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  • : The blog of Frank Beswick. It deals with my interests in religious, philosophical spiritual matters and horticulture/self-reliance
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February 12 2013 3 12 /02 /February /2013 16:05



Problems on the empty plot next to mine! Well, the half-empty plot because the front bit is taken by a new fellow who is working hard. But the rear is in mess. There was a large, overgrown damson tree and plenty of tree root penetration in the ground that makes it hard to dig. I thought of taking it over to get the greenhouse that has been left there, but in the end thought the better of it. I don't fancy working from scratch. But I did do some digging on the plot, purely voluntary and out of need, as the place is infected with plum sawfly larvae, and they might get to my damson and plum trees [plum and damson are so closely related that they are susceptible to the same pests]. So needs must!


Sawflies are a group of flies that each take a specific host. They are characterised by the female's having a saw-like ovipositor. With this she cuts into the leaf and deposits her eggs, which then a week later  turn to larvae that munch away happily at your leaves. Leaves can be ravaged by this fly. After a while the larvae drop off the tree and burrow into soil, where they dig cells in which to hibernate for the winter. In the cell they become adult and in Spring come out to mate and start the problems over again.


Which plants are affected?


Fruit saw flies include apple, pear [which also affects cherries], plum and gooseberry. There are several different rose sawflies.  Willow bean, Solomon's seal, pine, spirea and aquilegia are also affected. Hazel saw fly will affect birch, acer, hornbeam, ash, poplar, willow and some others.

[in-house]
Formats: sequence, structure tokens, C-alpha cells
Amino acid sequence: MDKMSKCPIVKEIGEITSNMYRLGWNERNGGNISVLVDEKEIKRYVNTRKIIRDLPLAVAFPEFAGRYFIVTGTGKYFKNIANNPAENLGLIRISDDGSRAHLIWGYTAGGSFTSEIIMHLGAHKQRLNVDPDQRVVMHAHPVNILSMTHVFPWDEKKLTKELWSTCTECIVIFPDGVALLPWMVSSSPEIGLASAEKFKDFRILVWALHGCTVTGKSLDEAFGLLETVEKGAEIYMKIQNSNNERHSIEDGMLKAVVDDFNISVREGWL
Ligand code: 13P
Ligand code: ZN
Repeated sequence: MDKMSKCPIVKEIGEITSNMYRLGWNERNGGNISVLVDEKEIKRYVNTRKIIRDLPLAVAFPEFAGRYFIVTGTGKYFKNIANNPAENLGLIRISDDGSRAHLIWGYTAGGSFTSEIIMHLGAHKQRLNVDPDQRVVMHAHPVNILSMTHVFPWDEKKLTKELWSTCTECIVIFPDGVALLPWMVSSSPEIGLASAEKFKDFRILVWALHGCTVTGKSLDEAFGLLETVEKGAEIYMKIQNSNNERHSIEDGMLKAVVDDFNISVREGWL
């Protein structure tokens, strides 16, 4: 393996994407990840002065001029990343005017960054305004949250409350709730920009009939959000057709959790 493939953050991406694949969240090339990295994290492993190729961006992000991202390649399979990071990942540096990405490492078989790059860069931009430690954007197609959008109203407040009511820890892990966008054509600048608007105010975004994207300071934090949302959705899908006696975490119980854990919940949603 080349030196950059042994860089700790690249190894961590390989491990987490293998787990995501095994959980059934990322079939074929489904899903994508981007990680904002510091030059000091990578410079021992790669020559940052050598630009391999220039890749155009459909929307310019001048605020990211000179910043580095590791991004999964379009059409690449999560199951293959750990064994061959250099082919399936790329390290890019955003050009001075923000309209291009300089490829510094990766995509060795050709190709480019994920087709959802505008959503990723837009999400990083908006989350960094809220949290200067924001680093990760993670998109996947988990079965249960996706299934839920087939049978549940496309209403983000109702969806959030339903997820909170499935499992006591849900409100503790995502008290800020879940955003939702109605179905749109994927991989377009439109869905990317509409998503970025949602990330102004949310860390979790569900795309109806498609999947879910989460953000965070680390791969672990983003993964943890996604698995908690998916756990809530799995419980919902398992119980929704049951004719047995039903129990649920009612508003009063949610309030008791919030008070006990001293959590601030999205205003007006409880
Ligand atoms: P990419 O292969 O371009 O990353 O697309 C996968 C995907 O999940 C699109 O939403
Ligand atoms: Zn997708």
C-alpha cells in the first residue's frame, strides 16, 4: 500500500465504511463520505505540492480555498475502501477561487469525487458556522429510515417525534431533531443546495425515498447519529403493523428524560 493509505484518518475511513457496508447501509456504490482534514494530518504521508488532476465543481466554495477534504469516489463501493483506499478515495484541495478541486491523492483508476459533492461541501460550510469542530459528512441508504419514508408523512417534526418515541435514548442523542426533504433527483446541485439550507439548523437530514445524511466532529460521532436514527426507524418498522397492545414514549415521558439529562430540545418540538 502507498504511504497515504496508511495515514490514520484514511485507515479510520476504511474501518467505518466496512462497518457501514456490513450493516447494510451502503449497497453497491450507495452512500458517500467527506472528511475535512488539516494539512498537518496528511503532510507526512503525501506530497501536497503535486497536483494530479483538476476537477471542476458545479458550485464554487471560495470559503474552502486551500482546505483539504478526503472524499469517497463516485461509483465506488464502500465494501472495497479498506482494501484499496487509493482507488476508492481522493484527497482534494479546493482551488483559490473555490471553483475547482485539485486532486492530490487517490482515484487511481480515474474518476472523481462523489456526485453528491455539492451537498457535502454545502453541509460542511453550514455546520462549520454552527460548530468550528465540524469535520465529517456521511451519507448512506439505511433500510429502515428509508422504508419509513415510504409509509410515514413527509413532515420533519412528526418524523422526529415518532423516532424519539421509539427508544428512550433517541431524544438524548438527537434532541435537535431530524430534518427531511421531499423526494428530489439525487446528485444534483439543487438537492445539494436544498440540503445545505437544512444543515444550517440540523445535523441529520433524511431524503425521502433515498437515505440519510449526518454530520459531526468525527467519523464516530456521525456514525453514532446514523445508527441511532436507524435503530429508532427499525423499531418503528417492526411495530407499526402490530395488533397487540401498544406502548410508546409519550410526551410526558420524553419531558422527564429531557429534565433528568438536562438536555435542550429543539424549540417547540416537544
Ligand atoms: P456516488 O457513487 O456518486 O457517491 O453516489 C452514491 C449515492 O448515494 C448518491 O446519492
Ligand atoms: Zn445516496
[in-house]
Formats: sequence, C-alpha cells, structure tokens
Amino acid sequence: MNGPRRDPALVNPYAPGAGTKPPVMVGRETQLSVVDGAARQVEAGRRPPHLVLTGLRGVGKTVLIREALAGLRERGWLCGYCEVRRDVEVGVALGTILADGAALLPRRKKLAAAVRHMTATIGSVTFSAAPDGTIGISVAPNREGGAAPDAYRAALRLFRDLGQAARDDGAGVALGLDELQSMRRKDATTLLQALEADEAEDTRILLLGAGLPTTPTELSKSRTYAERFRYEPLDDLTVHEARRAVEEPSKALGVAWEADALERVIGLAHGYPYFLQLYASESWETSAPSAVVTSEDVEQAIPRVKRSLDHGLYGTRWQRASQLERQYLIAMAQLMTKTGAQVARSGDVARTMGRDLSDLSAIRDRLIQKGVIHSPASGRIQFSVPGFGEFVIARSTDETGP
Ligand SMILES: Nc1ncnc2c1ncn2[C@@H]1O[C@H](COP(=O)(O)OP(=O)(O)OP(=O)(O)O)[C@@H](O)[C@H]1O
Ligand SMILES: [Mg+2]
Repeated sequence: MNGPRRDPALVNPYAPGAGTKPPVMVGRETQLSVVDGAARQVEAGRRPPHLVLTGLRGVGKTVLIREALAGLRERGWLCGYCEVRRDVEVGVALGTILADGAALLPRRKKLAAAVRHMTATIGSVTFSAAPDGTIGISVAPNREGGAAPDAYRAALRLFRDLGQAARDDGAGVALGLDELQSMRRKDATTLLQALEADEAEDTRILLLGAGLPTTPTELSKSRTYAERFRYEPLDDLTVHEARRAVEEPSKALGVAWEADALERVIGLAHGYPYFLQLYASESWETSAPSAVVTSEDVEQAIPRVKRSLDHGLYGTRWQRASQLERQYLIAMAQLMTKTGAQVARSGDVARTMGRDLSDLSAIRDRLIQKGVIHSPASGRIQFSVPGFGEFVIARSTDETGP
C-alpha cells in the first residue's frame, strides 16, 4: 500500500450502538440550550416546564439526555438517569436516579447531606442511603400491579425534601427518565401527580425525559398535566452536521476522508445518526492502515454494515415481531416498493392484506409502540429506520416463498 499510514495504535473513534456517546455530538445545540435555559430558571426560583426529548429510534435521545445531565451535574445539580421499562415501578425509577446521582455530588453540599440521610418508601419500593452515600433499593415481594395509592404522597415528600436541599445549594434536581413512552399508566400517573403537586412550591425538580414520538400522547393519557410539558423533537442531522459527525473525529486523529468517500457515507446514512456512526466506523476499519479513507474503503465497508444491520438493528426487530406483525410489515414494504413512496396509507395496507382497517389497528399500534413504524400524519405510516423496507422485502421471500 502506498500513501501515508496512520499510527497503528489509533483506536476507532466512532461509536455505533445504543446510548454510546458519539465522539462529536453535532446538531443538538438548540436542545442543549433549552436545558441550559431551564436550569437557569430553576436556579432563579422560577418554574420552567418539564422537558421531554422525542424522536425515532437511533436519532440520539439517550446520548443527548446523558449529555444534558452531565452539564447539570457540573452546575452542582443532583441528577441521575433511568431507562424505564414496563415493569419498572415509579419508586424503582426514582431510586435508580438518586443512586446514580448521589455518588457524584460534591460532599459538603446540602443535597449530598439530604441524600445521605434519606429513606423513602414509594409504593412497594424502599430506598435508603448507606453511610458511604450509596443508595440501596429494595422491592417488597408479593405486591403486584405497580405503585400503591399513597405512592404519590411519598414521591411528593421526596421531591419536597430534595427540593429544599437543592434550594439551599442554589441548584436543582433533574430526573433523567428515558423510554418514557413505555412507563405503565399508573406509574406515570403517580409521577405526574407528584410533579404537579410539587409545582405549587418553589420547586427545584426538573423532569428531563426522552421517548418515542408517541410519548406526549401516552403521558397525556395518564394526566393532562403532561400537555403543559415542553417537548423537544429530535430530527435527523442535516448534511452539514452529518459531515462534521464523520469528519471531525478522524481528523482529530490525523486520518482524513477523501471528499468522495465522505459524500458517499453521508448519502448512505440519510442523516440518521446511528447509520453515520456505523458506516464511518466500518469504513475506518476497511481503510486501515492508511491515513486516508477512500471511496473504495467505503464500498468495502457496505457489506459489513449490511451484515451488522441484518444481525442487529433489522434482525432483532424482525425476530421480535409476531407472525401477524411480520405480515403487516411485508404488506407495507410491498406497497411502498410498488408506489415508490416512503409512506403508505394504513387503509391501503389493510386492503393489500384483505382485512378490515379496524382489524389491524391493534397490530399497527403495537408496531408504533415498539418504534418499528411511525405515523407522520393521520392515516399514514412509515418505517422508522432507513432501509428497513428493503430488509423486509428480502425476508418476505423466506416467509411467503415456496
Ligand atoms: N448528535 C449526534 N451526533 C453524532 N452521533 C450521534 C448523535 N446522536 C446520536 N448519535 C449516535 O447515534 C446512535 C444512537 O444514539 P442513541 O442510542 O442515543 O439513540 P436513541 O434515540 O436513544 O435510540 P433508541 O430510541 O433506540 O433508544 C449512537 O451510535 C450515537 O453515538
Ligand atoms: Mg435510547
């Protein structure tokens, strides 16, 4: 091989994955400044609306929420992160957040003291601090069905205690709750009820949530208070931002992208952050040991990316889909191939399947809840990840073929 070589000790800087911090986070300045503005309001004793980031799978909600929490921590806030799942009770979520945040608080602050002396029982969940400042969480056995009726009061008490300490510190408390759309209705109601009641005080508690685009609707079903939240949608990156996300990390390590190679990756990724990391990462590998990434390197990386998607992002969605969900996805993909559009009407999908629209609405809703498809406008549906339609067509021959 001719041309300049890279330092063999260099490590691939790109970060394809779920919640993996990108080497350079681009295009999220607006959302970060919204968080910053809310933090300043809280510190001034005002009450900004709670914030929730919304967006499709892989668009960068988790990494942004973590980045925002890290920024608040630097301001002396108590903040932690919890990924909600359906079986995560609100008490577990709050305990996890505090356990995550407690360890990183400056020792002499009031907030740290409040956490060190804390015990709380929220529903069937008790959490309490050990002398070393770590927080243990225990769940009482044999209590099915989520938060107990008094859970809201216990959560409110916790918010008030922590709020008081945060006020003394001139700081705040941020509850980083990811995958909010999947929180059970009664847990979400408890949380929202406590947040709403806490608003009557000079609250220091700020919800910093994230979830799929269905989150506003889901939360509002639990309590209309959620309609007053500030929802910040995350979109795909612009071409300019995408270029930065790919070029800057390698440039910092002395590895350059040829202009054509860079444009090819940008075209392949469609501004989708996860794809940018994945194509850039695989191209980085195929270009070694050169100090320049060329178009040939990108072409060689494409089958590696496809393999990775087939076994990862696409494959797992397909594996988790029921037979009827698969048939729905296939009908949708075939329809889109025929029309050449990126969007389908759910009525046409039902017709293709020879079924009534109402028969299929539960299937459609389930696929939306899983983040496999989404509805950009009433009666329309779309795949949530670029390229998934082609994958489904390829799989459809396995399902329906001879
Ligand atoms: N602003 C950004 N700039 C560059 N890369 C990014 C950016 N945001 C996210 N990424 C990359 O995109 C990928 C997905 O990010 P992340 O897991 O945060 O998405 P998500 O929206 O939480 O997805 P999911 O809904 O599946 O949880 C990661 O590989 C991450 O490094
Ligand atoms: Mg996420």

What to do about them.


The best bet is to dig over the soil in Autumn or early Spring when the larva are pupating in their cells. This exposes the larva to cold and to predatory birds. Regular garden maintenance, which involves digging ground once a year will help break up the sawflies' cells.


Cultivation techniques involve picking the sawflies off the plants. Ensure that you look under the leaves, as that is where the larvae prefer to feed, in the shade and the shelter, nice and safe. They hope! Solomon's seal sawfly lays its eggs in the joints where branches break out from the stem, so you can look there. Most gardeners pick off and burn infected leaves. On roses, if leaves are rolled, it might be leaf-rolling sawfly, for which the solution is to pick off and burn the infected leaf.


If you are not organic you can use a contact insecticidebut poisoning the sawflies risks poisoning useful insects. I have never used an insecticide

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